• Mar 28,2023
  • In Review
  • By Abundant Art

Review: Kim Noble: Lullaby for Scavengers – ‘the bitter comes before the sweet’ – Soho Theatre, until 8 April

Kim Noble’s Lullaby for Scavengers reminds me a lot of Lucretius, an ancient Roman philosopher and poet. He compared his poetry to medicine: when a child is sick, we give them a cup of harsh tasting medicine lined with honey around the rim. It fools the child into drinking the medicine and they feel better for it. Just like this, Lucretius teaches us about the way the universe works, but does so in poetry to soften scary, uncomfortable and inconvenient truths.

Lullaby for Scavengers is the opposite. Noble chucks some of humanity’s key experiences and vulnerabilities – loss, love, loneliness – right into the gutter. To invert Lucretius’s metaphor, the sweetness lies behind the excrement-lined rim.

As he first stumbles on stage, I’m unimpressed by how much Noble uses the f word. I’m not offended by it, I just don’t find it particularly funny by itself. We quickly meet his ex-lover (a taxidermied squirrel called Squirrel, who also swears a lot), and his daughters (live maggots he keeps in a jar). It seems comparable to that weird kid in the playground who ate worms just to gross people out.

But with time, Noble introduces significance to all his abjection and shows us more of himself. We see clips of him working as a cleaner in an office, where the workers do everything they can not to interact with him, despite his advances; he ties a full vacuum cleaner bag from an elderly client to a balloon, with the intention of sending his dust (and therefore him, technically) to space. He even seats one of his maggot daughters in an appropriately small cinema he’s built on stage, so she can learn about her father’s chosen trade of performance art.

Once we recognise the humanity in Noble’s acts of minor deviance, we find that same humanity in his acts of quite serious aberrance. In one video, he snogs (for lack of a better term) his own mother, and in perhaps his most egregious deed, he puts a live maggot inside his penis. Obviously, it is disgusting, but – in the context of Noble’s performance – equally entrancing.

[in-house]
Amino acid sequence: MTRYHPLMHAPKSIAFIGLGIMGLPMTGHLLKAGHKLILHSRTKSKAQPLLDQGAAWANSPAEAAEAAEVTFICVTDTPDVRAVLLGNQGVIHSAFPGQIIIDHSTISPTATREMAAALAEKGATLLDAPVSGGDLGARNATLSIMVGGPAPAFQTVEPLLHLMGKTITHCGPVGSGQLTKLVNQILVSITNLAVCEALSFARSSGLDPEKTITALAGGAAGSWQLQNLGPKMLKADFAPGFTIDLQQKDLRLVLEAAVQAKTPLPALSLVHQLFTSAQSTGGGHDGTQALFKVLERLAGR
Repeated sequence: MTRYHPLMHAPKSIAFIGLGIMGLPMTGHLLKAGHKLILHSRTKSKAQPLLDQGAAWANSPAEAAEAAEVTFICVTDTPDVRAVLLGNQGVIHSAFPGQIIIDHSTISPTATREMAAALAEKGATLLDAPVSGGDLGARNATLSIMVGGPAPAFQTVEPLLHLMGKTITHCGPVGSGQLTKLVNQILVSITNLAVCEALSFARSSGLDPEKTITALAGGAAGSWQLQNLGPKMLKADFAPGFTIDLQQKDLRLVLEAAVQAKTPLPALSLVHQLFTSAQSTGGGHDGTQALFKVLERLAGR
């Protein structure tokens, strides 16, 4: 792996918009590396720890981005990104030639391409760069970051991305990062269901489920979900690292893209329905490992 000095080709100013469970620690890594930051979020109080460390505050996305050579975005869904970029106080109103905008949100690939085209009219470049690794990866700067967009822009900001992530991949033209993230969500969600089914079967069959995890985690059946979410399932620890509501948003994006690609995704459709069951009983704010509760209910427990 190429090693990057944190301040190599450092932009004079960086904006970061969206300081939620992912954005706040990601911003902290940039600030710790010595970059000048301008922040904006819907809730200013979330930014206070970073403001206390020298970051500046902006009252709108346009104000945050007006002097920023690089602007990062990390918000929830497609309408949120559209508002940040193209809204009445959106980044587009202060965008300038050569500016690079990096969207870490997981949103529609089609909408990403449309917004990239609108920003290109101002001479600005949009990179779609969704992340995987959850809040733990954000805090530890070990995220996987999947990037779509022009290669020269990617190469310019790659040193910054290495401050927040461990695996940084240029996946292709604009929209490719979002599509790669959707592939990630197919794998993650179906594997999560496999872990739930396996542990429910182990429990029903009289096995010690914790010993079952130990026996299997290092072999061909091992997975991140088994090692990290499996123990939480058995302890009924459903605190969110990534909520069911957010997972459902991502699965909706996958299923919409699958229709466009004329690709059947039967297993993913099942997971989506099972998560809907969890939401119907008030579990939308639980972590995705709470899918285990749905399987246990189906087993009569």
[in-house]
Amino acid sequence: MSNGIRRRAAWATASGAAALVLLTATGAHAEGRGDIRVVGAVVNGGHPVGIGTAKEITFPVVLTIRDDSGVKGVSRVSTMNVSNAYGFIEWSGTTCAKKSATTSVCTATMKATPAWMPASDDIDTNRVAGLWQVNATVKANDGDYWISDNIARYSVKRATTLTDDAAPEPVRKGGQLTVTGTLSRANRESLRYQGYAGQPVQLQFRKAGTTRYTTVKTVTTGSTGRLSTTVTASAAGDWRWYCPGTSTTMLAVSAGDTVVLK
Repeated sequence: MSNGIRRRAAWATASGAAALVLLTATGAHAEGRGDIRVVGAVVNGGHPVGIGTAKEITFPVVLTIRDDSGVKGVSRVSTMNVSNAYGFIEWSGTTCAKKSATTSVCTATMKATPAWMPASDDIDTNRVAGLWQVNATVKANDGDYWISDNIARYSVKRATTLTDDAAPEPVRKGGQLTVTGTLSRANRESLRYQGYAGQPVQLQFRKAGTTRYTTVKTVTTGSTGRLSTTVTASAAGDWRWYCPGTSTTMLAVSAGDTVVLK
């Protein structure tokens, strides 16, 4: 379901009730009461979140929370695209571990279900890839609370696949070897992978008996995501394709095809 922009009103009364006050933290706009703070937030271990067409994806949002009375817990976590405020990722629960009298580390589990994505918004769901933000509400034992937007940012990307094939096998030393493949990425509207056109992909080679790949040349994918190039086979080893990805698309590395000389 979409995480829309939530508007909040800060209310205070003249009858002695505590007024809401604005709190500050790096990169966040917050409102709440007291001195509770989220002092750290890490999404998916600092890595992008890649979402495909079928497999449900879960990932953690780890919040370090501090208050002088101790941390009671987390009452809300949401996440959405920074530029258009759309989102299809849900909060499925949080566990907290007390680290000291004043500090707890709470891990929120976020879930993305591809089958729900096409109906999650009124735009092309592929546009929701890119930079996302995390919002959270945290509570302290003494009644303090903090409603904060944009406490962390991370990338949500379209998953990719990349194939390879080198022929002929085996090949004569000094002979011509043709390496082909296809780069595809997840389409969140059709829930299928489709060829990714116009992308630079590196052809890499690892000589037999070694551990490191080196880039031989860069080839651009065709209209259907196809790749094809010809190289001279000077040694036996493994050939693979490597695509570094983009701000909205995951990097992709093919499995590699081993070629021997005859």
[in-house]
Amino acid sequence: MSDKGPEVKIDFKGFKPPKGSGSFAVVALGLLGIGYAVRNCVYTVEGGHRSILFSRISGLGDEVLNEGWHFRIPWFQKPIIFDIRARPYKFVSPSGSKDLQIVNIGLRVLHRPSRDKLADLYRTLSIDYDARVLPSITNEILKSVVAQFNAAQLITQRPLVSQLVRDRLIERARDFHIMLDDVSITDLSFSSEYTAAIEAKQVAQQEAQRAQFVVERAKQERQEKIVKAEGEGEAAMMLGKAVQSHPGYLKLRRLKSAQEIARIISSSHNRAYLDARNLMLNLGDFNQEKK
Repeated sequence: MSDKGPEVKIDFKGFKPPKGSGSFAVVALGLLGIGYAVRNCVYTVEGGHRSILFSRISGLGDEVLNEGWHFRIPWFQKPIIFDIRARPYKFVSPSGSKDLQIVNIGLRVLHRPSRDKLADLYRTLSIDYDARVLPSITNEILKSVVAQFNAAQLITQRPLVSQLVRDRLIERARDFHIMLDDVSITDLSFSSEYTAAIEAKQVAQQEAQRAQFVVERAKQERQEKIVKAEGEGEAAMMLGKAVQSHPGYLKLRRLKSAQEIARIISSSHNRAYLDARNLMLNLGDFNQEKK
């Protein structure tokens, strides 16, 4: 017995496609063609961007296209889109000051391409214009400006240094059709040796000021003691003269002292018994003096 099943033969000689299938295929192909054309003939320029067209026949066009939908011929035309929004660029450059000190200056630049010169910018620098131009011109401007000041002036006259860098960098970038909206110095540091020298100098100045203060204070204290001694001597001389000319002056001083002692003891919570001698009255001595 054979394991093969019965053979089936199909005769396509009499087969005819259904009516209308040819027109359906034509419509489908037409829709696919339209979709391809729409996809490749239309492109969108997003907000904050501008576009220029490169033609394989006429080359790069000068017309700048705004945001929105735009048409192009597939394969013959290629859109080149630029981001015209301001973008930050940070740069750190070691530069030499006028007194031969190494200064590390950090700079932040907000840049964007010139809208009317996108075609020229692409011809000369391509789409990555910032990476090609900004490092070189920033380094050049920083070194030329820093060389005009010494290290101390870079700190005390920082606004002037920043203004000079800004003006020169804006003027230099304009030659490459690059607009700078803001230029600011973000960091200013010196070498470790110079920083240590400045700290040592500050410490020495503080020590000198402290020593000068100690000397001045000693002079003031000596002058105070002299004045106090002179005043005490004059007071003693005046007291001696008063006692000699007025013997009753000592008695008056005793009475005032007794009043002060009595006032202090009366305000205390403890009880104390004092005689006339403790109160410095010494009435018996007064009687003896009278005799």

At risk of coming to an obvious conclusion, it is Noble’s ability to offer us perversion and keep us willingly in our seats that is most impressive. Throughout Lullaby for Scavengers, he obsessively returns to maggots, squirrels and foxes: in other words, vermin. Quite crassly, he even incorporates the homeless man who sits outside his local supermarket into his show. But, by underscoring the tenderness in the animals and people who are all too often considered little more than nuisances or eyesores, he suggests that they are worth more attention than they are customarily given (or perhaps that we are just as debased as they are).

Noble exhibits a wide range of talents in Lullaby for Scavengers, but the one that is most amusing and astounding is tightrope walking. He spends just over an hour straddling the thin line between the absurd and the obscene – and occasionally losing balance – but by the force of some miracle never actually falls off. If you go, just remember that the bitter comes before the sweet.

Image Credit: Joanna Peterson

Review by Cian Kinsella 

Cian is a Classics teacher and part-time pub quizmaster living in London who is primarily interested in music but is also interested in theatre, literature, and visual arts. He is particularly intrigued by the relationship between art, criticism, and the capital forces always at play. Furthermore, he believes that subjectivity – which is ultimately at the heart of all artistic and cultural criticism – should not be concealed, but probed and perhaps even celebrated. Who decides what we like? How do they construct widely held beliefs about what is good? These are two of the questions Cian looks to address.

Cian’s latest feature on Abundant Art Review: Phaedra-a new play by Simon Stone after Euripides, Seneca and Racine-National Theatre until 8 April (abundantart.net)


Soho Theatre in association with John Mackay present this CAMPO production until 8 April. 

Cult comedic performance artist Kim Noble lived in a tree, down a sewer, under an insurance office desk and in an unsuspecting client’s attic. Now he returns to Soho Theatre with his critically acclaimed show.

Tickets and information: Kim Noble: Lullaby for Scavengers – Soho Theatre

The original soundtrack to Lullaby for Scavengers by Stephen & David Dewaele (aka Soulwax / 2manydjs) is now available on a limited edition cassette (with download code) via their DEEWEE record label. You can add it to your basket at checkout and copies can be collected at Soho Theatre, as a UK exclusive, during the run of Kim’s show. Price £11


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